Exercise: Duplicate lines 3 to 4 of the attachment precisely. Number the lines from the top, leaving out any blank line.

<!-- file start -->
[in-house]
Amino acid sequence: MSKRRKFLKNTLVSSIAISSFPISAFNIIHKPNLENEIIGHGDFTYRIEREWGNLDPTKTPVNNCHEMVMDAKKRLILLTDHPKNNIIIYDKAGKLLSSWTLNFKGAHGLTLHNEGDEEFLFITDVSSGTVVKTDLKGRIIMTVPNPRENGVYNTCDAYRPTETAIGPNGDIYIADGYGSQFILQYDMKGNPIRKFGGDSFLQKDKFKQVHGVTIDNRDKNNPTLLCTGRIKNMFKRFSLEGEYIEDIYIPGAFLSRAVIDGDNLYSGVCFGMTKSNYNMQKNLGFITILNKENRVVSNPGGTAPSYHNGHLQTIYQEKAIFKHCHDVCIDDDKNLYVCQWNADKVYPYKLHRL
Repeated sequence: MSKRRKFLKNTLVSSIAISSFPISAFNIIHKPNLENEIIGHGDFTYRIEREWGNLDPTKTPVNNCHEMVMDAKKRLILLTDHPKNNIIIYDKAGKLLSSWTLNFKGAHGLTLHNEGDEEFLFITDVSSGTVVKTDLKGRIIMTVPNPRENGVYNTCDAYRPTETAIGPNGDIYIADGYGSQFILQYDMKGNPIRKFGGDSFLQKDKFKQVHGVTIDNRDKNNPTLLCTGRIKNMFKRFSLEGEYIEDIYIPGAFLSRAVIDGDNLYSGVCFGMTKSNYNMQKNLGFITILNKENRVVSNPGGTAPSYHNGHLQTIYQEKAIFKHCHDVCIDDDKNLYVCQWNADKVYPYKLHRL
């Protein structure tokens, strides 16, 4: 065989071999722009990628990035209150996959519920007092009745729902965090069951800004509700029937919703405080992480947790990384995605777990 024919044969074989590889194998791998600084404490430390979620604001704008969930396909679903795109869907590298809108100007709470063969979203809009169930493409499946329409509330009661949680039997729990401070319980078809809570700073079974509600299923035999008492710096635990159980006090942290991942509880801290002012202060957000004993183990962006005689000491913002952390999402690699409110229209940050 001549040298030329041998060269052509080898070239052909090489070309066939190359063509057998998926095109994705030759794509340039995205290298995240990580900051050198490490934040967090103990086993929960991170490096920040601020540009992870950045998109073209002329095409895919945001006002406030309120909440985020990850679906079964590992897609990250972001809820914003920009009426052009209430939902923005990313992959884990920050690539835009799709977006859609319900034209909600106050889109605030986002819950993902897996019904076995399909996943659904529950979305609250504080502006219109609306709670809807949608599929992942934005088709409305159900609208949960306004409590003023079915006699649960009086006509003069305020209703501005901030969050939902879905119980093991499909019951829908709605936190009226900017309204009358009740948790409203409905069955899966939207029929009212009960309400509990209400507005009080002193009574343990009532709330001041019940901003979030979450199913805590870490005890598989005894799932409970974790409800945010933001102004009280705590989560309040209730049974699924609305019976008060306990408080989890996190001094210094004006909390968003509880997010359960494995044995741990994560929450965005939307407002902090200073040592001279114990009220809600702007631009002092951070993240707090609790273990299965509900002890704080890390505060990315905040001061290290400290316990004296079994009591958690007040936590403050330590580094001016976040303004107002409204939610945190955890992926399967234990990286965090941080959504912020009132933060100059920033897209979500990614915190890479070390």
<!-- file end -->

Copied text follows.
Repeated sequence: MSKRRKFLKNTLVSSIAISSFPISAFNIIHKPNLENEIIGHGDFTYRIEREWGNLDPTKTPVNNCHEMVMDAKKRLILLTDHPKNNIIIYDKAGKLLSSWTLNFKGAHGLTLHNEGDEEFLFITDVSSGTVVKTDLKGRIIMTVPNPRENGVYNTCDAYRPTETAIGPNGDIYIADGYGSQFILQYDMKGNPIRKFGGDSFLQKDKFKQVHGVTIDNRDKNNPTLLCTGRIKNMFKRFSLEGEYIEDIYIPGAFLSRAVIDGDNLYSGVCFGMTKSNYNMQKNLGFITILNKENRVVSNPGGTAPSYHNGHLQTIYQEKAIFKHCHDVCIDDDKNLYVCQWNADKVYPYKLHRL
């Protein structure tokens, strides 16, 4: 065989071999722009990628990035209150996959519920007092009745729902965090069951800004509700029937919703405080992480947790990384995605777990 024919044969074989590889194998791998600084404490430390979620604001704008969930396909679903795109869907590298809108100007709470063969979203809009169930493409499946329409509330009661949680039997729990401070319980078809809570700073079974509600299923035999008492710096635990159980006090942290991942509880801290002012202060957000004993183990962006005689000491913002952390999402690699409110229209940050 001549040298030329041998060269052509080898070239052909090489070309066939190359063509057998998926095109994705030759794509340039995205290298995240990580900051050198490490934040967090103990086993929960991170490096920040601020540009992870950045998109073209002329095409895919945001006002406030309120909440985020990850679906079964590992897609990250972001809820914003920009009426052009209430939902923005990313992959884990920050690539835009799709977006859609319900034209909600106050889109605030986002819950993902897996019904076995399909996943659904529950979305609250504080502006219109609306709670809807949608599929992942934005088709409305159900609208949960306004409590003023079915006699649960009086006509003069305020209703501005901030969050939902879905119980093991499909019951829908709605936190009226900017309204009358009740948790409203409905069955899966939207029929009212009960309400509990209400507005009080002193009574343990009532709330001041019940901003979030979450199913805590870490005890598989005894799932409970974790409800945010933001102004009280705590989560309040209730049974699924609305019976008060306990408080989890996190001094210094004006909390968003509880997010359960494995044995741990994560929450965005939307407002902090200073040592001279114990009220809600702007631009002092951070993240707090609790273990299965509900002890704080890390505060990315905040001061290290400290316990004296079994009591958690007040936590403050330590580094001016976040303004107002409204939610945190955890992926399967234990990286965090941080959504912020009132933060100059920033897209979500990614915190890479070390």